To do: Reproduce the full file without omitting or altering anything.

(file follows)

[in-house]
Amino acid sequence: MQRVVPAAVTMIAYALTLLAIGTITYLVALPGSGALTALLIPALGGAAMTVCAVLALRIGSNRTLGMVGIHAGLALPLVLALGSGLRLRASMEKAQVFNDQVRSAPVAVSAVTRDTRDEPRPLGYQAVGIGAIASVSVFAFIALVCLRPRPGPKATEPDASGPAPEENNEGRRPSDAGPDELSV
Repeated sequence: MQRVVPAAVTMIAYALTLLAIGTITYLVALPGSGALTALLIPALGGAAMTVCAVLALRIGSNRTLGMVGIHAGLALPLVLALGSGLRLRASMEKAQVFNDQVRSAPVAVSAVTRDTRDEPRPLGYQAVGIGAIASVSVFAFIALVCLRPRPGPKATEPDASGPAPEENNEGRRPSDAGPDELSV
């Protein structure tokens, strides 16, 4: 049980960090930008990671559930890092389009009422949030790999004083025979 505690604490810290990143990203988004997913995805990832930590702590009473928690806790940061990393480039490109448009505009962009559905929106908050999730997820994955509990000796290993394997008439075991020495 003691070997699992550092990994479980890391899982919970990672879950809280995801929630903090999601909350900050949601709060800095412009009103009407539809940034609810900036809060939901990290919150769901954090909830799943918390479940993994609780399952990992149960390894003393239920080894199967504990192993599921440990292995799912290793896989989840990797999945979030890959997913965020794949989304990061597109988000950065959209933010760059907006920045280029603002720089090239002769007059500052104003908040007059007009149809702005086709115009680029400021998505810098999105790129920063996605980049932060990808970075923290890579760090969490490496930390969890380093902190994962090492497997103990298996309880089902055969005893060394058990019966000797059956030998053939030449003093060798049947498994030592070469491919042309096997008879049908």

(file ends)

[in-house]
Amino acid sequence: MQRVVPAAVTMIAYALTLLAIGTITYLVALPGSGALTALLIPALGGAAMTVCAVLALRIGSNRTLGMVGIHAGLALPLVLALGSGLRLRASMEKAQVFNDQVRSAPVAVSAVTRDTRDEPRPLGYQAVGIGAIASVSVFAFIALVCLRPRPGPKATEPDASGPAPEENNEGRRPSDAGPDELSV
Repeated sequence: MQRVVPAAVTMIAYALTLLAIGTITYLVALPGSGALTALLIPALGGAAMTVCAVLALRIGSNRTLGMVGIHAGLALPLVLALGSGLRLRASMEKAQVFNDQVRSAPVAVSAVTRDTRDEPRPLGYQAVGIGAIASVSVFAFIALVCLRPRPGPKATEPDASGPAPEENNEGRRPSDAGPDELSV
């Protein structure tokens, strides 16, 4: 049980960090930008990671559930890092389009009422949030790999004083025979 505690604490810290990143990203988004997913995805990832930590702590009473928690806790940061990393480039490109448009505009962009559905929106908050999730997820994955509990000796290993394997008439075991020495 003691070997699992550092990994479980890391899982919970990672879950809280995801929630903090999601909350900050949601709060800095412009009103009407539809940034609810900036809060939901990290919150769901954090909830799943918390479940993994609780399952990992149960390894003393239920080894199967504990192993599921440990292995799912290793896989989840990797999945979030890959997913965020794949989304990061597109988000950065959209933010760059907006920045280029603002720089090239002769007059500052104003908040007059007009149809702005086709115009680029400021998505810098999105790129920063996605980049932060990808970075923290890579760090969490490496930390969890380093902190994962090492497997103990298996309880089902055969005893060394058990019966000797059956030998053939030449003093060798049947498994030592070469491919042309096997008879049908």